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Flint, MI–With one week until the start of a new fiscal year, the Genesee County Commission has still not adopted a budget.
At the board meeting Wednesday morning, the vote to approve the accepted proposed budget failed with a vote of 5-4.
Last week commissioners accepted the proposed budget which left the sheriff and prosecutor’s offices unhappy as millions of dollars were cut from their departments.
The proposed budget would cut $777,000 from the general fund for the prosecutor’s office and $2.5 million from the sheriff’s department, but Director of Administration Joshua Freeman said public safety accounts for just under 60% of the general fund budget which is the highest it’s been in the last five years.
Genesee County Prosecutor David Leyton said that percentage “doesn’t beget the fact, [he’s] gonna lose three assistant prosecuting attorney positions and four secretaries.”
The sheriff’s office will not experience layoffs, but Sheriff Chris Swanson said there will be a few currently vacant positions that just won’t get filled including a jail sergeant, a court deputy, and a secretary.
Commissioner Shaun Shumaker, who did not vote to support the approval of the budget, said the public safety aspect of the budget is “very disconcerting” and “upsetting.”
“That being said, it’s tough to decide which one of your children gets to eat when you don’t have the funds and everyone’s fighting for those dollars,” Shumaker said.
He disapproved of the phrase he said was being thrown around, that they were “cut to the bone.”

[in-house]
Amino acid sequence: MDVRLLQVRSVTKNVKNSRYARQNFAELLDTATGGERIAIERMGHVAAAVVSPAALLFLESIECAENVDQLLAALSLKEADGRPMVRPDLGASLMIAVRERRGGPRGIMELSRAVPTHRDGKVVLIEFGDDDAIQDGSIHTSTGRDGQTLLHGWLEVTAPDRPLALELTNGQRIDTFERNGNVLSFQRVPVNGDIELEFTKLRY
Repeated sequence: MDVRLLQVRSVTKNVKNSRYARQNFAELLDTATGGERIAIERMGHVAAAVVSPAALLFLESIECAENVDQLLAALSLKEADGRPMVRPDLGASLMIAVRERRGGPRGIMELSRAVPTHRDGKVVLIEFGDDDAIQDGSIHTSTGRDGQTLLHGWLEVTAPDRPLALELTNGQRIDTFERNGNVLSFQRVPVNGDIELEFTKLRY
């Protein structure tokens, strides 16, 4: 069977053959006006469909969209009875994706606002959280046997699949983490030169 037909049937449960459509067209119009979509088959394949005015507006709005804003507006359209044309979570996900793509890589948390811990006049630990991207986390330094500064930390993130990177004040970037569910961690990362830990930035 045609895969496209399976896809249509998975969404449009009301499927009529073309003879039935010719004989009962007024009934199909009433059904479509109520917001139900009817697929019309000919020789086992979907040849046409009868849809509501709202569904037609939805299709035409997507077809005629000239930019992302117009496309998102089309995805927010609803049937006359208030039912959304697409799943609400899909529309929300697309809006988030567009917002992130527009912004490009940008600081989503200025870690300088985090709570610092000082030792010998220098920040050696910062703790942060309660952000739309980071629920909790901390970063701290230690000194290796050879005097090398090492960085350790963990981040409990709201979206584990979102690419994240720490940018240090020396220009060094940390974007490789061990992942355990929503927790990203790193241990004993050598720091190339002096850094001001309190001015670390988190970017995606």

“We are not cut to the bone,” Shumaker said. “I hate to continue to cut public safety and then dip into the reserve when we haven’t really taken out all the costs that should be taken off before we get to these programs that are so important.”
Commissioner Brenda Clack also voted not to approve the budget, and said that with low numbers of police and other safety issues, her community “doesn’t know what’s going to happen next.”
“My community is suffering now with some of the most horrendous things…I cannot weaken the safety, the security of my community,” Clack said.
Another concern brought up with the proposed budget had to do with cuts to retiree healthcare.
“The last issue I really have is…back to the retirees and retiree healthcare…long-term negotiated benefits that you know for retirees, retired police, other employees,” said Commissioner Mark Young. “You know, I don’t really like that we build this process going forward on what I see, in part, on the backs of that, by reducing the costs of care.”
Freeman said retiree healthcare makes up the second largest portion of the general fund budget at 20%. He said the remaining 20% of the general fund funds every other activity.
Commissioner David Martin said some items in the budget needed to be looked at “in a society-type picture.”
“We need families to be stronger in community, we need stronger schools, better graduation rates,” Martin said. “We need to address the underlying causes so we don’t have to keep increasing these costs for public safety and we can actually have a better community.”
Chairman Martin Cousineau requested the Chief Financial Officer Chrystal Simpson begin developing the next budget so the commissioners will have a two-year budget going forward.